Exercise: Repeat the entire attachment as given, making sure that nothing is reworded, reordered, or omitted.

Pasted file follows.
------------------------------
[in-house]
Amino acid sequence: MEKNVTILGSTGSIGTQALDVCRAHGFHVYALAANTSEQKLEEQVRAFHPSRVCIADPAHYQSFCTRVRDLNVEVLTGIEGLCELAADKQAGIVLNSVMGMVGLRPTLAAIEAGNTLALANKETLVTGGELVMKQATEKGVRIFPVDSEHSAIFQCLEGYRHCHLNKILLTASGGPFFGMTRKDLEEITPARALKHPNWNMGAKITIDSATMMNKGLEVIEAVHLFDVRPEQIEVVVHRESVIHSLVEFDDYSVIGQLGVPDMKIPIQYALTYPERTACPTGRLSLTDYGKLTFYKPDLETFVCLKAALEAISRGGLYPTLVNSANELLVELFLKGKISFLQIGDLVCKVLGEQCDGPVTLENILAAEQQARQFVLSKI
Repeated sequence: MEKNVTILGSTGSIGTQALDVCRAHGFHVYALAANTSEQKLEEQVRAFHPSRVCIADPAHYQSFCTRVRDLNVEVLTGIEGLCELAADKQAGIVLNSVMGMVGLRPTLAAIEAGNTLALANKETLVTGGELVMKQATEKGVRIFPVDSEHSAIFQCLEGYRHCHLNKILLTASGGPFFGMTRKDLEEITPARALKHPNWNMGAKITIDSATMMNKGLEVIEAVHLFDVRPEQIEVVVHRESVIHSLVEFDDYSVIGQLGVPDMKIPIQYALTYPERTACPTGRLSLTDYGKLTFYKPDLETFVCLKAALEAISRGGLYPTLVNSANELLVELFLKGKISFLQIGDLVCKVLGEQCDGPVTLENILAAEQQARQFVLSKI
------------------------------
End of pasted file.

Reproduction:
[in-house]
Amino acid sequence: MEKNVTILGSTGSIGTQALDVCRAHGFHVYALAANTSEQKLEEQVRAFHPSRVCIADPAHYQSFCTRVRDLNVEVLTGIEGLCELAADKQAGIVLNSVMGMVGLRPTLAAIEAGNTLALANKETLVTGGELVMKQATEKGVRIFPVDSEHSAIFQCLEGYRHCHLNKILLTASGGPFFGMTRKDLEEITPARALKHPNWNMGAKITIDSATMMNKGLEVIEAVHLFDVRPEQIEVVVHRESVIHSLVEFDDYSVIGQLGVPDMKIPIQYALTYPERTACPTGRLSLTDYGKLTFYKPDLETFVCLKAALEAISRGGLYPTLVNSANELLVELFLKGKISFLQIGDLVCKVLGEQCDGPVTLENILAAEQQARQFVLSKI
Repeated sequence: MEKNVTILGSTGSIGTQALDVCRAHGFHVYALAANTSEQKLEEQVRAFHPSRVCIADPAHYQSFCTRVRDLNVEVLTGIEGLCELAADKQAGIVLNSVMGMVGLRPTLAAIEAGNTLALANKETLVTGGELVMKQATEKGVRIFPVDSEHSAIFQCLEGYRHCHLNKILLTASGGPFFGMTRKDLEEITPARALKHPNWNMGAKITIDSATMMNKGLEVIEAVHLFDVRPEQIEVVVHRESVIHSLVEFDDYSVIGQLGVPDMKIPIQYALTYPERTACPTGRLSLTDYGKLTFYKPDLETFVCLKAALEAISRGGLYPTLVNSANELLVELFLKGKISFLQIGDLVCKVLGEQCDGPVTLENILAAEQQARQFVLSKI